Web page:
One of the most sad and difficult types of cases that I handle is when a young man is charged with a serious crime and there is overwhelming evidence to support the charged crime. While there are many options to incarceration, sometimes the prosecutor simply will not agree to anything but a prison sentence. If the crime is serious enough, the judge will not go along with a probated sentence anyway.
Fortunately, there is a rarely used provision in Georgia law that can be quite helpful under these circumstances. It is called the Youthful Offender Act.
In 1971, the General Assembly enacted the Youthful Offender Act which is defined by statute. The Act may be available to defendants who are at least 17 but less than 25 years old at the time of their conviction.
If the person is sentenced under the Act and accepted by the Department of Corrections, the youthful offender will undergo treatment in a secure institution, including training schools, hospitals, farms, facilities, and other institutions. To the extent possible, these options will be used for treatment of offenders who have the potential and desire for rehabilitation.
It is very important to note that the Act provides that the trial judge may only recommend in the sentence that a person be given youthful offender treatment. The sentence of the court is sent to the Department of Corrections with the recommendation. The Department of Corrections determines whether to accept the recommendation of the sentencing judge.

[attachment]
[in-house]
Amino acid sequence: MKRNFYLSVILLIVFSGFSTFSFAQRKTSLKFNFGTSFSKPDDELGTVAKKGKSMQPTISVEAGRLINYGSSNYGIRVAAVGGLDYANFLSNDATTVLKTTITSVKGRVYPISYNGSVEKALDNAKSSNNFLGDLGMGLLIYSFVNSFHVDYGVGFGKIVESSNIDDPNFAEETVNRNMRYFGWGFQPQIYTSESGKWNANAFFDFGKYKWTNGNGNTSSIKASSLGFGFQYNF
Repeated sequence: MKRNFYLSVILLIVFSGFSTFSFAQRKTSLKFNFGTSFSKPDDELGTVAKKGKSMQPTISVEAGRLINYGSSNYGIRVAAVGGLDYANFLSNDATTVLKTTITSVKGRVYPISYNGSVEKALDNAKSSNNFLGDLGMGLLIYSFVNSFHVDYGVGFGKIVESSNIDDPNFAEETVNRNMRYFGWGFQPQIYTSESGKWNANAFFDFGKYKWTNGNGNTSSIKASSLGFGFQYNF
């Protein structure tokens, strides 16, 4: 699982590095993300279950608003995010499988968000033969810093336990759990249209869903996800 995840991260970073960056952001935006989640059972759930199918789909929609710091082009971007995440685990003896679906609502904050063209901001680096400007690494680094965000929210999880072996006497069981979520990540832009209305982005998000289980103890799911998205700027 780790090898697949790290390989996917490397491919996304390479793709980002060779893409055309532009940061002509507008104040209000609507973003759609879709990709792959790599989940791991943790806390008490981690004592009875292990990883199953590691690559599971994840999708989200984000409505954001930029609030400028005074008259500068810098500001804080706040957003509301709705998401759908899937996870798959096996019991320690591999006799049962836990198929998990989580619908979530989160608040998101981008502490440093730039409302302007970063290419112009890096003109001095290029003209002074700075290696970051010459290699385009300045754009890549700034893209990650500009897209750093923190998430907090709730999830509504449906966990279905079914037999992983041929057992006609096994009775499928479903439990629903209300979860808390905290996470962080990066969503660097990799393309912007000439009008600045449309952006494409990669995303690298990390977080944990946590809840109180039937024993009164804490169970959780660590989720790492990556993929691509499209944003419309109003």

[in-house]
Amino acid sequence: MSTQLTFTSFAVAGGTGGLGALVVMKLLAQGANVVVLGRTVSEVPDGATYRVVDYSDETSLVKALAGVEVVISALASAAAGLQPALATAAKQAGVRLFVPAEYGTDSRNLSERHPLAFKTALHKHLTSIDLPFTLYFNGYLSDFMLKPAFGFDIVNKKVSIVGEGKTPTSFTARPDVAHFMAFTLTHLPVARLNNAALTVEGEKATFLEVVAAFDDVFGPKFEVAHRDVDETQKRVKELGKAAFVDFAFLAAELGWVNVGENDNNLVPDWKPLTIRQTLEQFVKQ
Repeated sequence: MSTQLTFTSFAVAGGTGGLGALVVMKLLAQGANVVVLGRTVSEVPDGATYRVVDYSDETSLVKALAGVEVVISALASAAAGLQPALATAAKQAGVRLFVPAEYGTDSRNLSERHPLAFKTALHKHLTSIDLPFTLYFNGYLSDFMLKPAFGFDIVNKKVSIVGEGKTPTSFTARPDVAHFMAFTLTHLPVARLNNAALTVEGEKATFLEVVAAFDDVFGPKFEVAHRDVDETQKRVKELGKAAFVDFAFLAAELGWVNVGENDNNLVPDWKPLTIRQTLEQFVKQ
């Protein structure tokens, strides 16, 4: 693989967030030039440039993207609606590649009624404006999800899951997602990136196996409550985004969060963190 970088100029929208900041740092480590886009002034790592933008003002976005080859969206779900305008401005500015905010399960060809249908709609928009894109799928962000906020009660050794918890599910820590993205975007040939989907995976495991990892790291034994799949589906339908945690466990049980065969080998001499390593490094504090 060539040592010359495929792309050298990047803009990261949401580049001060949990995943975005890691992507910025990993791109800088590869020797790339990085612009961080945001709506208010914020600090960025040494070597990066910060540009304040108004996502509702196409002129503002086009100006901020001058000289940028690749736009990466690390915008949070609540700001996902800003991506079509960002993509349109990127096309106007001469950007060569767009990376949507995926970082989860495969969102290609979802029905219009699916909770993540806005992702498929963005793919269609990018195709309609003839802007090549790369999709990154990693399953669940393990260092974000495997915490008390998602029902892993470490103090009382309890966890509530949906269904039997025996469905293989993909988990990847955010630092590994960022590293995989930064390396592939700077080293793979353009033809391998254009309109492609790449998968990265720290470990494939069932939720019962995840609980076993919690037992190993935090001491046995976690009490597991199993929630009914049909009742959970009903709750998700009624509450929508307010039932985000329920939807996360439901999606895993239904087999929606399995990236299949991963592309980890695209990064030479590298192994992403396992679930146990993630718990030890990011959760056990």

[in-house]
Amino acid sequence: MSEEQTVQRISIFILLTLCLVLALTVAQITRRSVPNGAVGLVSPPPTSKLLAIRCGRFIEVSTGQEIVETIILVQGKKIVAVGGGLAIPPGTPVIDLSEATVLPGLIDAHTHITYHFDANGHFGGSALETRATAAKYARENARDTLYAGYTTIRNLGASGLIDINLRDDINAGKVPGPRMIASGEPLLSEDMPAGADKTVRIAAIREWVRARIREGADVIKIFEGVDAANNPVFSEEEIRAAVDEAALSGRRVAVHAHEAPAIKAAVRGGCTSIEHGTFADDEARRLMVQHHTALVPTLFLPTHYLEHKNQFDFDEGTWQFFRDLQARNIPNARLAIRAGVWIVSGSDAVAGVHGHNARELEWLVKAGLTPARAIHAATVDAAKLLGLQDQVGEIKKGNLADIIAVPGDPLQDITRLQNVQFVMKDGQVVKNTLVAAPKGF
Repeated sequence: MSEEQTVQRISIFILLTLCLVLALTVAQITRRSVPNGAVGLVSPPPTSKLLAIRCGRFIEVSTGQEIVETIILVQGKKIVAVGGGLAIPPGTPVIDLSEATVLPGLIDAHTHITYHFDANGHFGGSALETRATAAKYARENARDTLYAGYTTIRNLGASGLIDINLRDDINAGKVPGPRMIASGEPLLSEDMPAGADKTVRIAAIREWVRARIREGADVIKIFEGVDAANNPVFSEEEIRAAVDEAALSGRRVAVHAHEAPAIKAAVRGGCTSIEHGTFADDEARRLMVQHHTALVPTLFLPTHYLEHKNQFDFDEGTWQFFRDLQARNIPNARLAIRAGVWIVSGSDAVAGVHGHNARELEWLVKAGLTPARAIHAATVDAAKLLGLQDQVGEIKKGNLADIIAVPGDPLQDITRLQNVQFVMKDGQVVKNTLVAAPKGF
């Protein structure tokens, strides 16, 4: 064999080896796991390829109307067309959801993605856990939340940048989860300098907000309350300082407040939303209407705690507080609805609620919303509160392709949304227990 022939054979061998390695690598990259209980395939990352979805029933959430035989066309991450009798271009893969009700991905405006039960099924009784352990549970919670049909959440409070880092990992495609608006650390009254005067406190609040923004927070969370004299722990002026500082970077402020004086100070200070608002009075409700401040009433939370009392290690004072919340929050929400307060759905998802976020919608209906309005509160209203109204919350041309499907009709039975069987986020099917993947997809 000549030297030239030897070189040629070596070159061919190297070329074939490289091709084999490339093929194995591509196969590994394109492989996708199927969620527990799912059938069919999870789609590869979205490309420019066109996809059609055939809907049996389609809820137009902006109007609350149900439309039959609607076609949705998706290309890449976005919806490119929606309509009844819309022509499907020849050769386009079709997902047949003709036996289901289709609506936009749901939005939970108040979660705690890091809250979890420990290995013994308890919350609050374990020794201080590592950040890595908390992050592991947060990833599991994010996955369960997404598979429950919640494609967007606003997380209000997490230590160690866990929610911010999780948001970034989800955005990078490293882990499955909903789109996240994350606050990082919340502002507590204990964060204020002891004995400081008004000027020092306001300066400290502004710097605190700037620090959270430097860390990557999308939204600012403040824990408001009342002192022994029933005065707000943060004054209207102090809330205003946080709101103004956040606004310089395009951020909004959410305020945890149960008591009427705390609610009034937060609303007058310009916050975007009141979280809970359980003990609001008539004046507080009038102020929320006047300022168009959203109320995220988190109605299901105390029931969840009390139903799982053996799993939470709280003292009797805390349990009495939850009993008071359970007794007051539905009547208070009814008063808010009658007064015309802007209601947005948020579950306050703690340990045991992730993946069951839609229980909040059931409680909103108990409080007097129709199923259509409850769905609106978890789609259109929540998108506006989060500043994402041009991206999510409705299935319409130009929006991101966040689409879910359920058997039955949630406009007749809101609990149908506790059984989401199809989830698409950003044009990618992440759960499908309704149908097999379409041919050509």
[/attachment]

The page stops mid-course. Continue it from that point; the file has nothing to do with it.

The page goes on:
Another important aspect of the Act is that it does not function like Georgia’s First Offender Act. When the youthful offender completes his sentence, he will still be a convicted felon. In fact, the Youthful Offender Act only applies to felony cases.
Based on my experience, this is a very good law that should be used in more cases. It also falls right in line with the rehabilitation approach to criminal justice. Those offenders who can be rehabilitated can become tax paying, law-abiding citizens when they return to society.
Since it is a discretionary type of sentence, the Department of Corrections can separate the young people who want a second chance at living a productive life in society and those who simply don’t care whether they are in prison or not. This part of the Act saves our resources for those who want to take advantage of the programs provided by the Act.
In most cases, watching a client go into the custody of the sheriff in court after being sentenced is one of the most difficult things for a criminal defense attorney to experience. When prison or another form of incarceration is unavoidable, I focus on the sentencing options that will help the client while he or she is in custody.
The Youthful Offender Act is one of those beneficial options under the right circumstances.